Psalm 43; Job 3

NOTE: The Moravian Daily Text email did not arrive today, so I’m guessing these are the passages… Will combine the NT passages in tomorrow’s Musings.

Psalm 43: Alter notes that Psalms 42 and 43 were probably a single psalm and was broken into two psalms for unknown reasons.  This makes sense because the previous psalm ends fairly abruptly on hope: “Hope in God, for yet will I acclaim Him,” (42: 12) while 43 begins abruptly as supplication: “Grant me justice, O God.” It appears now that the enemies described in the previous psalm have taken our psalmist to court: “take up my case against a faithless nation,/ from a man of deceit and free me.” (43:1) The “faithless nation” suggests that the poet is a man of political power. Or perhaps, just as today, he feels he is being tried by the press and public opinion.

After a passing gloomy moment–“For You, O God, my stronghold/ why should You neglect me” (2)–He returns to poetic form with the metaphor that God’s light and truth “will guide me. / They will bring me to Your holy mountain/ And to Your dwelling place.” (3). In fact this ascent in the light of God leads to a place that could be both metaphor or an actual geographic location: “And let me come to God’s altar.” (4)

The sense of ascending to God’s altar is strengthened as gloom evolves to joy and then to worship: “Go, my keenest joy. Let me acclaim You with the lyre” (4b) The more tentative hope of Psalm 42 becomes the hope of assurance: “Hope in God, for yet will I acclaim Him./ His rescuing presence and my God.” (5).

Like so many psalms this one describes an interior emotional journey expressed as a journey of ascent: from despair and anger created by what appears to be unfair persecution, ascending ultimately to assurance in God’s faithfulness. This is exactly our journey so often. It’s worth noting that it is reflecting on God and realizing that the psalmist has not been abandoned by God, who is so often silent, that enables his ascent to the place of worship. So, when we feel God is silent, we too should reflect on God’s faithfulness. God may still not speak, but hope becomes assurance nonetheless.

Job 3: Everything has been taken for Job and this chapter is Job’s lament. Job may still worship God, but that does not lessen his anger and depression. The stark opening line–“Let the day perish in which I was born,”–to wish to never have been born is followed by “gloom and deep darkness.” (5) And something even darker: “let the blackness of the day terrify it.” (5) All creation becomes simply a place of darkness and terror. Light has been taken away: “Let the stars of its dawn be dark; / let it hope for light, but have none;” (9)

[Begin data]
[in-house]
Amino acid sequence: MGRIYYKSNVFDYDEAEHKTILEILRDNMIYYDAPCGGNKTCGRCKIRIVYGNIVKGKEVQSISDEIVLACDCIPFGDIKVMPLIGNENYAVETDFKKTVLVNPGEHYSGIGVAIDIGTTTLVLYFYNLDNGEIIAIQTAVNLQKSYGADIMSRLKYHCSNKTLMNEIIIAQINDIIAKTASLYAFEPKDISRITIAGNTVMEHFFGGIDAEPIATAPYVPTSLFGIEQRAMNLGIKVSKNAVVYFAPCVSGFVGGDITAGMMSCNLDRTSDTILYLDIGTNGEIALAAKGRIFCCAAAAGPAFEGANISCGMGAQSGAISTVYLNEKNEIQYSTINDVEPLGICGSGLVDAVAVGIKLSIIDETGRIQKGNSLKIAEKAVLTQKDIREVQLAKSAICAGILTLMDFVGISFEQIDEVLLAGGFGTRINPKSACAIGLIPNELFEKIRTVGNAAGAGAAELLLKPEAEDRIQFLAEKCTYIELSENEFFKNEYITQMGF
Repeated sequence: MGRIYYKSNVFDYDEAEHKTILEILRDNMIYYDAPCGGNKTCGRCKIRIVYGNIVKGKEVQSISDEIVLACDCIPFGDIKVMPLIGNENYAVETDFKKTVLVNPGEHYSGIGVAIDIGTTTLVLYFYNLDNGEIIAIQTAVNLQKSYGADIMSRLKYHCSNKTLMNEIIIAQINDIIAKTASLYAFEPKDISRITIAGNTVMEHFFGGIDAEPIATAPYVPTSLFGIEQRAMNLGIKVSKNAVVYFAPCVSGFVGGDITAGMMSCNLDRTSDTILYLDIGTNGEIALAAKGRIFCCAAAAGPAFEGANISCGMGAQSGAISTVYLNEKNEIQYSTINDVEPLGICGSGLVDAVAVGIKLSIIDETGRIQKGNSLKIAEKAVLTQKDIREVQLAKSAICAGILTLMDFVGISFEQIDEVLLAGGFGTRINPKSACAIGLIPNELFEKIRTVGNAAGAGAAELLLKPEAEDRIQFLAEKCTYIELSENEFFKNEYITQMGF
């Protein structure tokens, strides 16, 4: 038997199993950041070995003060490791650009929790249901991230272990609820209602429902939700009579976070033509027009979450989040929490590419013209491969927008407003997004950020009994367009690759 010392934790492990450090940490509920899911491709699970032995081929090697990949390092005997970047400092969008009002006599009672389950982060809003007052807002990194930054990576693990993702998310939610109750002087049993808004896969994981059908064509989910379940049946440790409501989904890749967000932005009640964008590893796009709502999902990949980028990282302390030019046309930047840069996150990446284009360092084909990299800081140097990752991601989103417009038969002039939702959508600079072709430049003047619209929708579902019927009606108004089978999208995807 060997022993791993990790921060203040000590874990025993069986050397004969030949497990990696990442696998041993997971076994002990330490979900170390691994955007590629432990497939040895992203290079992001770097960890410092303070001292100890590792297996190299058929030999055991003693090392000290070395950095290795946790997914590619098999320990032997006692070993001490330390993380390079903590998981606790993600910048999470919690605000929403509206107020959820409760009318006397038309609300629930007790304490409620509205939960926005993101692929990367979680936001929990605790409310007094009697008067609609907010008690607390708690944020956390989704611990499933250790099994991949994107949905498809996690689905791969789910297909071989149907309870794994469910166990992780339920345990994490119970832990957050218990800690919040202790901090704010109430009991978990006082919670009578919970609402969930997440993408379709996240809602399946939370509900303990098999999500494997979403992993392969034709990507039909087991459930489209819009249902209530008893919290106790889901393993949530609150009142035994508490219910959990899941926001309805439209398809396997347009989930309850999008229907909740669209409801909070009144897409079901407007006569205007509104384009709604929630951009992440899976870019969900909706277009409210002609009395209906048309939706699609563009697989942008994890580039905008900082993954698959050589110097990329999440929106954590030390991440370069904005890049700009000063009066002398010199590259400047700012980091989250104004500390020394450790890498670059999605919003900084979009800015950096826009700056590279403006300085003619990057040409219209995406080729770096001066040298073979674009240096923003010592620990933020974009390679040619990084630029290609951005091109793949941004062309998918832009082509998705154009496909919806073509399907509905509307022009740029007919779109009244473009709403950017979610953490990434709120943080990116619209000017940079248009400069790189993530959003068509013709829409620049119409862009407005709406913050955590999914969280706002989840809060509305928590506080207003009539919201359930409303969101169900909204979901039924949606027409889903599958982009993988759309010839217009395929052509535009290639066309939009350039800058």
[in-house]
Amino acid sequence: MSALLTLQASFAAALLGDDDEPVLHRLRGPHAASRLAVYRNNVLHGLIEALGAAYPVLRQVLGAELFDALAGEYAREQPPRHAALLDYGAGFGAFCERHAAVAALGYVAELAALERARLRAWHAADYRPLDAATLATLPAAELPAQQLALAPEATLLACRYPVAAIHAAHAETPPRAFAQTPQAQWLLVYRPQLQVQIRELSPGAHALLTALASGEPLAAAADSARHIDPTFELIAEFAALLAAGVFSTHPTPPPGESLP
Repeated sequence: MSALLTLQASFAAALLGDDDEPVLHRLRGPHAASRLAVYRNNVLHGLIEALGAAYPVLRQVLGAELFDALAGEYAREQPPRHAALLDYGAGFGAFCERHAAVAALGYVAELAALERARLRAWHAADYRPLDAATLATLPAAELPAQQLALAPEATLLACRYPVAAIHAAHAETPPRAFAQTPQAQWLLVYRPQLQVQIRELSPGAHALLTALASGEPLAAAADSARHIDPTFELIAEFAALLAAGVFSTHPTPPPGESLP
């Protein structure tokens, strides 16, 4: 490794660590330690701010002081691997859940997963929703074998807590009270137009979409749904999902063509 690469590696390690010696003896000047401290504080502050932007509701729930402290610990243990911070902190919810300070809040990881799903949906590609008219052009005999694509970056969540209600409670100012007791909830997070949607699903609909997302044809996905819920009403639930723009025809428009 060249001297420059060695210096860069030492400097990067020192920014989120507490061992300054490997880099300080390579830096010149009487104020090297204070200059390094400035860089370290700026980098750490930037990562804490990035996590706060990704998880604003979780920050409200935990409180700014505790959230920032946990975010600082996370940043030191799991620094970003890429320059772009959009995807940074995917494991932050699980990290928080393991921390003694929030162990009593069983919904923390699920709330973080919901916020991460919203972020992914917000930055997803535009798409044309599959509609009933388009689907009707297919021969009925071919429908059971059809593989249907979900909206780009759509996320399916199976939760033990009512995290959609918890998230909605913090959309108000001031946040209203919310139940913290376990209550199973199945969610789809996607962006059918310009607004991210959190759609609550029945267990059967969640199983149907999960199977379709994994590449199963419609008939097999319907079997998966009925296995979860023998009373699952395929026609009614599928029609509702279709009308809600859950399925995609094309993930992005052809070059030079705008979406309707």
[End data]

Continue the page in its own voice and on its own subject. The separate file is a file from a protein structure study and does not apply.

Since the day on which Job was born cannot be expunged in darkness, Job turns to the wish he’d died at birth: “Why did I not die at birth, / come forth from the womb and expire?” (11) In beautiful poetry Job expresses unfathomable anguish: “Why is light given to one in misery, / and life to the bitter in soul, /who long for death, but it does not come,” (20, 21a).

Were  more honest words ever written? “I am not at ease, nor am I quiet; / I have no rest; but trouble comes.” Like many psalms, Job teaches us that misery and despair must be expressed aloud or in writing. They do not need to be hidden behind an falsely happy face.  I’m pretty sure that had some asked Job how he felt he would not have responded with the anodyne “fine” as so many in our culture respond. Emotions expressed out loud are far healthier than emotions bottled up.



Psalm 42; Job 1,2; Romans 11:7–18

Psalm 42: This psalm plumbs the depths of the poets soul as he reflects on his desire to be restored to a relationship with God. [Alter notes that for this section of the Psalms that begins here at 42, the poets refer to God as “Elohim” rather than Lord (YHWH).]

From the famous opening line, “As a deer yearns for streams of water,/ so I year for God.” the psalm uses the senses and emotions to evoke how it feels to be seeking a God, who seems to be hiding. There is thirst for the absent God [“My whole being thirsts for God” (3)] to sight [“when shall I come and see / the presence of God?” (3b)] And then tears that “became bread day and night” and “I recall and pour out my heart.” (5) There is yearning to “march into the house of God” and always hope: “Hope in God, for yet will I acclaim Him / for His rescuing presence.” (6)

In the next section, He reflects on God’s presence in nature, which seems to echo far off with God’s voice: “Deep unto deep calls out/ at the sound of Your channels.” (8) And he feels the presence of God through water, evoking a powerful sense of baptism: “All Your breakers and waves have surged over me.” (8b) Even though God has not spoken, he knows God is there: “By day the Lord ordains His kindness/ and by night His song is with me.” (9) Day and night become the “prayer to the God of my life.” (9)

But even so, there is anxiety: “I would say to the God my Rock, /’Why have You forgotten me?” (10) And the poet’s thoughts turn even darker in the shocking phrase, “With murder in my bones, my enemies revile me.” But even though God has not shown himself or spoken, hope still remains: “Hope in God, for yet I will acclaim Him,/ His rescuing presence and my God.” (12)

The lesson for us is that hope will triumph over despair. Even when God does not speak to us, the evidence of his being is all around us: in nature, in our feelings and ultimately, in our hope. God seems very far away on this Holy Week as the world seems to careen toward hysteria and increased danger. This psalm brings real comfort in the realization that that God is indeed our “rescuing presence.”